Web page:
Do you have a policy to handle student foreign travel? Is it updated and monitored regularly? If not, it is a good idea to consider risk management strategies to improve each program’s activity.
Student international travel is becoming increasingly popular. According to the Institute of International Education during the 2010-2011 academic years, nearly 274,000 students left the US, up from about 130,000 in 1998-1999. With increasing political turmoil globally, and the growing interest in global travel, exposures to the risks associated with global international travel are at an all-time high. This does not mean that schools should discontinue their student travel opportunities, but rather that they should have policies established and ensure that they are followed.
United Educators suggests if you can follow these seven road stops it will help limit institutional liability:
Careful Participant Selection
- Screen potential host families, including performing extensive background checks.
- Have selection criteria for students, faculty and staff. Make sure qualifications go beyond academic achievement, seek references and ask students about their goals and objectives for the trip.
- Select the appropriate length of time to spend at each stop if the trip includes multiple destinations.
- Prepare emergency contact information for the student traveling abroad.
- Encourage students to speak with former students about their experiences studying abroad.
- Do not be misleading on the types of risks involved with the trip.
- Require immediate reports of emergency situations.
- Respond quickly and efficiently to injury reports and complaints and ensure they are all documented appropriately.
- Encourage participants to seek medical advice from professionals about the country they are visiting.
- Establish an open line of communication between the on-site study abroad director with the institution, student(s), local law enforcement, and U.S. Embassy/Consulate.
- Locate all discrepancies between your school’s expectations of “free” time and supervised time.
- Create an itinerary for participants to determine which activities are considered “free” time and which activities are sponsored by the school.
- Determine if your school’s code of conduct and employee policies are appropriate for the duration of the trip.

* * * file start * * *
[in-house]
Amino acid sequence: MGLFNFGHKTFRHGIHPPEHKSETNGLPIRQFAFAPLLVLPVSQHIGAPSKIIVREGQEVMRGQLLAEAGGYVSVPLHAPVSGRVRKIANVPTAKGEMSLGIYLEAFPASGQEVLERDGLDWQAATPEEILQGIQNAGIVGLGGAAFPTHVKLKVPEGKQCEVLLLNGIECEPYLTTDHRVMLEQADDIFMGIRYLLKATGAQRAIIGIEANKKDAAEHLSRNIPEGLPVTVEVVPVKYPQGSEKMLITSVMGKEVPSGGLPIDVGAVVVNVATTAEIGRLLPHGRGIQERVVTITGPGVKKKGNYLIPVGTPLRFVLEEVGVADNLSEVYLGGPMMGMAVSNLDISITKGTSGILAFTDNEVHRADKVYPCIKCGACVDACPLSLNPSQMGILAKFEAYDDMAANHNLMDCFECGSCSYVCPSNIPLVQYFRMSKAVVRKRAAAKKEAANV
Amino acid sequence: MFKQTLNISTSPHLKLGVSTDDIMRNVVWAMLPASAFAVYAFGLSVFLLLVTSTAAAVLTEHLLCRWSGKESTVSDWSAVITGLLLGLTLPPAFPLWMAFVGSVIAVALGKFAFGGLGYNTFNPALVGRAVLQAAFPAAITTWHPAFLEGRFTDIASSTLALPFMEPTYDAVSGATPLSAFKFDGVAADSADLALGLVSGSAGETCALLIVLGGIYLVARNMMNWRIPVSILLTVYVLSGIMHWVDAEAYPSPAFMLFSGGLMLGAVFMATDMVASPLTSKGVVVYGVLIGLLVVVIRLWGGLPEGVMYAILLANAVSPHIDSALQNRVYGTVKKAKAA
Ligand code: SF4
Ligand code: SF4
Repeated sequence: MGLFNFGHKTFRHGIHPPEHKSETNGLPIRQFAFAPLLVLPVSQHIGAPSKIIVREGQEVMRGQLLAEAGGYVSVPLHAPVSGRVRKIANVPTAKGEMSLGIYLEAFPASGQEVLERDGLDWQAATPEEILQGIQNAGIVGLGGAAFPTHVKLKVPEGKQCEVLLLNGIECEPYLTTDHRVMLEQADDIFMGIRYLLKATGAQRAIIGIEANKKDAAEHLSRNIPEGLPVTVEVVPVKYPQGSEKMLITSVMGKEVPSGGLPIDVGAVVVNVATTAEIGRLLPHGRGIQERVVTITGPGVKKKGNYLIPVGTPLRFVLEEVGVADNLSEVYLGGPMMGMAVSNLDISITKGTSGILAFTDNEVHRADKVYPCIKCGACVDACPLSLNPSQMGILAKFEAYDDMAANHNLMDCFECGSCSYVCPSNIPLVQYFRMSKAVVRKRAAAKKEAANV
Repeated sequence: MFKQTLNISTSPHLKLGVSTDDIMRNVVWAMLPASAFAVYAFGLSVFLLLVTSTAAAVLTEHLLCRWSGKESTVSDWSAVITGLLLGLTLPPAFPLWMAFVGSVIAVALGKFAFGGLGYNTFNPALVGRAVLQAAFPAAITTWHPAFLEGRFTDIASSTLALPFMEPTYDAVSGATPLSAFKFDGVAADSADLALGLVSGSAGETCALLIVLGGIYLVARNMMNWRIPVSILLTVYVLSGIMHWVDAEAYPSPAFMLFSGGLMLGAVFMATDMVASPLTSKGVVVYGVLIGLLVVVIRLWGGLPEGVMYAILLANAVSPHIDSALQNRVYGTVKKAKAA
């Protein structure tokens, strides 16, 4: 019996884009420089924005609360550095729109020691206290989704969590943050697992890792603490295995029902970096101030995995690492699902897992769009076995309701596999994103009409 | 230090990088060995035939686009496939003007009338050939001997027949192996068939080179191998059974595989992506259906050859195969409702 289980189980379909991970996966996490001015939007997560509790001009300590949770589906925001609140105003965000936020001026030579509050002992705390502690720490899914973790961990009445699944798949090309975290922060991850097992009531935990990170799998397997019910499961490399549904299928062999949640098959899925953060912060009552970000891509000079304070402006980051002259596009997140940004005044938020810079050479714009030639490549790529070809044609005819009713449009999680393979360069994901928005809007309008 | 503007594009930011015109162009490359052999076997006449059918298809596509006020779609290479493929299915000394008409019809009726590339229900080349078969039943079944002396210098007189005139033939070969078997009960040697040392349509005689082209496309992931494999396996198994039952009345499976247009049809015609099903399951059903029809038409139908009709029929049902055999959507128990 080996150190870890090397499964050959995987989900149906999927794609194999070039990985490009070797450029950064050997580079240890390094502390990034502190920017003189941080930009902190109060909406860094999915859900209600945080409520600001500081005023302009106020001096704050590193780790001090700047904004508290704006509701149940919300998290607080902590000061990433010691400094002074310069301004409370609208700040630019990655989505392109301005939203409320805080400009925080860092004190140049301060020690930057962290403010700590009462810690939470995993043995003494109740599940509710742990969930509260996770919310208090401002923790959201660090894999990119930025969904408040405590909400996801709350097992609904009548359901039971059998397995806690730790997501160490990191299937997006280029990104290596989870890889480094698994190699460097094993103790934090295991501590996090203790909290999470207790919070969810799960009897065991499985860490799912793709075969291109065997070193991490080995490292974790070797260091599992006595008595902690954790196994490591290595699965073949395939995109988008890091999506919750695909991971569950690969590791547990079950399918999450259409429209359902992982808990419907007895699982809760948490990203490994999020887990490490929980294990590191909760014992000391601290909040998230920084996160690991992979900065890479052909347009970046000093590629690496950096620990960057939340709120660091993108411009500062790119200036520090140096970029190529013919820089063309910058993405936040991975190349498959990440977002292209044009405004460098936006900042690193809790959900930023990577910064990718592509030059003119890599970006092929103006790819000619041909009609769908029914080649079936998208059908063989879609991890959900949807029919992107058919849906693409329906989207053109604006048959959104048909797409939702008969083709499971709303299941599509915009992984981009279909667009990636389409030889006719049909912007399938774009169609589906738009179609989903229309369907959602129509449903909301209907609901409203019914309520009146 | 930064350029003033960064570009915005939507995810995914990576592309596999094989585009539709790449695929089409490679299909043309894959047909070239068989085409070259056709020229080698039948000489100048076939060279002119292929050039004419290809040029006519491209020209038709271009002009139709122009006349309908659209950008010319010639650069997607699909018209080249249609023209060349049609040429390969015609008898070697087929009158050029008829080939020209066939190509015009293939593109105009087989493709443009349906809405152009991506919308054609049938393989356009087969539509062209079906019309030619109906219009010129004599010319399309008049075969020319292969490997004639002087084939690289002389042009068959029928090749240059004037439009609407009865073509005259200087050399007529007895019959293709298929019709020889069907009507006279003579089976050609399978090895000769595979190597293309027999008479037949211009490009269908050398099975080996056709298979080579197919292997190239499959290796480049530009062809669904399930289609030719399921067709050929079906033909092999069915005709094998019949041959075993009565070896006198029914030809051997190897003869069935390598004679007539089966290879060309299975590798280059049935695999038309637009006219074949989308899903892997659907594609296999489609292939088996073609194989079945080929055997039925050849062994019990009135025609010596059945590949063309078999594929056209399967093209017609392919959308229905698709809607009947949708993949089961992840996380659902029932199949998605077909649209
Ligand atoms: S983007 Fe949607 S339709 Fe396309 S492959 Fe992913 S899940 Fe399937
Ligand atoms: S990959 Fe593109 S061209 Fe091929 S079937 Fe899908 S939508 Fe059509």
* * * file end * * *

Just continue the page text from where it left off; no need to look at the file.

- Have a key person who can efficiently investigate all violations of the code of conduct and employee policies.
Clear Safety Policies and Procedures
- Make sure all “free” time activities are not sponsored events hosted by the campus.
- Determine what type of transportation systems are to be used. Using public transportation versus employee owned car or charter bus can create lower levels of exposure.
- Have on site personnel do inspection of living, learning and working areas to determine what safety equipment is needed, i.e. smoke detectors.
Realistic Crisis Management Planning
- Have an emergency team in place before the trip so students and faculty know to whom to report and who will handle any and all incidents.
- Make sure all safety issues are considered top priority.
Adequate Insurance Coverage
- Make sure there are adequate levels of insurance including general liability, worker’s compensation, employer’s liability, and automobile coverage.
- Make sure it is required of participants to have health and accident insurance.
- Risk managers should examine certificates of insurance to verify coverage exists.
Appropriate Documentation Procedures
- Keep documents of all insurance policies.
- Have set guidelines for documenting incident reports.
- Have records of all foreign inspections and repairs.
If your institution can follow these seven stops, then you should be able to reduce your exposure to the risks associated with global travel. RCM&D’s risk consulting team is dedicated to helping tailor resolutions to your institutions needs because we understand that each program is unique. You can contact RCM&D Risk Consulting or your Account Executive to review your existing plan, or to develop a new one to mitigate your exposures.
For more information, please reference the following articles: